I don't call him Dad any more. He just doesn't fulfil that role for me at all. Looking back, I realise that he never did. If I had known, I wouldn't have put up with some of the things I did. He was not a father figure. He just had these children who were living with him.

The relationship with my mum has been very difficult too, since I found out. We are able to talk about it to a certain extent, but she deliberately put me in a situation where I have little hope of ever knowing my father. It is a terrible and cruel thing to do to somebody, to create somebody, and bring them into existence, with that intention. I think now that she didn't understand what she was doing, and wasn't very well informed, but it was still a selfish act.

She said that at the time she had counselling, but I get the impression that it was minimal. It seems to have been intended to get them both to be OK with the actual procedure, but not to think about the consequences to the person created through it. But it's not just the clinic's responsibility: it is society's in general. This is something that causes a great deal of pain - and that shouldn't be allowed.

It is difficult to say this in a way that doesn't shock people or make me sound psychologically damaged, but I don't think I should have been born. I can't compare living under these conditions and not living at all, but nobody should ever be created under these circumstances.

I want to find my father, but it is difficult. The donor isn't supposed to mention it and the parents aren't supposed to mention it. We now have an organisation called UK DonorLink, so that people like me can have our DNA tested, and see if we can be matched to anyone else in the organisation. Donors can register, and I do hope that I might find my father - I hope so because the alternative doesn't bear thinking about. It is torture to go on living without knowing half of who you are.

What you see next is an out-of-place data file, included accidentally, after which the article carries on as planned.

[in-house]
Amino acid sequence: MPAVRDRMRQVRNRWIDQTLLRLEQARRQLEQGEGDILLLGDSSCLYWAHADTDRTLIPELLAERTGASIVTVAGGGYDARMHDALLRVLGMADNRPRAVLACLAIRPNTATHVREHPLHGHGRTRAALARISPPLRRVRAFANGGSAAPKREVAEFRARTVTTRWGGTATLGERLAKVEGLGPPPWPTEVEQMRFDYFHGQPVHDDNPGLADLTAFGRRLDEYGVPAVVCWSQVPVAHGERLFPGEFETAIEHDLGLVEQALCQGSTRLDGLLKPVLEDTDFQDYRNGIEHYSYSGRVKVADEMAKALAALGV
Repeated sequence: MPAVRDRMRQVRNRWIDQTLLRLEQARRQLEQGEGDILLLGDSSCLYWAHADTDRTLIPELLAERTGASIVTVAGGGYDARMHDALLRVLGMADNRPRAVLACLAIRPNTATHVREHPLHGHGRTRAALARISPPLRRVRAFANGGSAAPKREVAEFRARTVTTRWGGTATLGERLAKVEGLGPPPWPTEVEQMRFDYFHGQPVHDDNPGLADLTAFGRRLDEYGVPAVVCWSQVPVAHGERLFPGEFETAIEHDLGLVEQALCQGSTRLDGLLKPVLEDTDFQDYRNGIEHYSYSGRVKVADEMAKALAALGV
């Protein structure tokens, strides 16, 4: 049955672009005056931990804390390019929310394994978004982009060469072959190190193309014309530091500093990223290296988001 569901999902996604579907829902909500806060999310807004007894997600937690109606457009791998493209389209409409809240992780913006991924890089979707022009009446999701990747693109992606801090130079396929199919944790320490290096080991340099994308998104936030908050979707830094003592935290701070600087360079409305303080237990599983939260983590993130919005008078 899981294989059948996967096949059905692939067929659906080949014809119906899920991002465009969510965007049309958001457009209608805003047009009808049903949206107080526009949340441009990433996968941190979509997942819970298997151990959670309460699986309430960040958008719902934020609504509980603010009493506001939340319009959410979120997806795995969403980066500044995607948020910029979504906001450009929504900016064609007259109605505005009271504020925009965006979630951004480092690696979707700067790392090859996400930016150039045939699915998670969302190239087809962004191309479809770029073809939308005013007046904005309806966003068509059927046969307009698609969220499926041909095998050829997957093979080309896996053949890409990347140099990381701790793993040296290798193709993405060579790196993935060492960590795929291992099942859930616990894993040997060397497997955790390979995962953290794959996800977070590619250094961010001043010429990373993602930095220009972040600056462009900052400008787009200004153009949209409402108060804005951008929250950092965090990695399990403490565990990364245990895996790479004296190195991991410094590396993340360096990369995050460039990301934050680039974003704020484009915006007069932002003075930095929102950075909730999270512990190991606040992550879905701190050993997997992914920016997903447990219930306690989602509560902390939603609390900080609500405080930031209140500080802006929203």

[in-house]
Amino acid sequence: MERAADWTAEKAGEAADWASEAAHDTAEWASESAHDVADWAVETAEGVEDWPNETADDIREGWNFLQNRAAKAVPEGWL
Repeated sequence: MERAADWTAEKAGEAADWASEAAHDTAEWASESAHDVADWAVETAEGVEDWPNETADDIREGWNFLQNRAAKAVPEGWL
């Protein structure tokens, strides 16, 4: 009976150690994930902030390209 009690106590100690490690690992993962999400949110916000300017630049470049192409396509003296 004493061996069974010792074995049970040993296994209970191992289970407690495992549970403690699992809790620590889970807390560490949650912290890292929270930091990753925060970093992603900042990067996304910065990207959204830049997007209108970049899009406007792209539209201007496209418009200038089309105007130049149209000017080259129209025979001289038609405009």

I expect that I probably have quite a lot of siblings, too, because when my parents wanted to conceive my brother there was no sperm left from my father, so they had to use a different donor. I'd like to find them, but it is not as important as trying to find my father.

It's hard to talk to people about this because it is very hard for people who are not in my position to understand what it means. My mum now accepts that she has done something that has caused a huge amount of pain. During the process, she has come to a lot of realisations about herself. At the time, she didn't know how to deal with a husband who was infertile. She couldn't divorce him and she would want to make him happy.

I know that not everyone who was donor-conceived feels the way that I do. But I'd be surprised if deep down - however happy their family lives are - they don't all have some desire to know who their father - or even mother - is. Something is missing, and I think they are probably in denial, and they actually do want to know where they came from. Essentially, what people are doing when they donate sperm or eggs is giving away their own children, and if society thinks that's OK, I'd be surprised.

I have done a Master's degree at Cambridge and am reasonably successful, but it doesn't make me feel any better about not knowing who I am.

There is a saying that there are two lasting bequests we can give our children: one is roots and the other is wings. I think donor-conception denies a child both of these. I feel like a tree that has half of its roots missing. And without them, I can hardly stand up.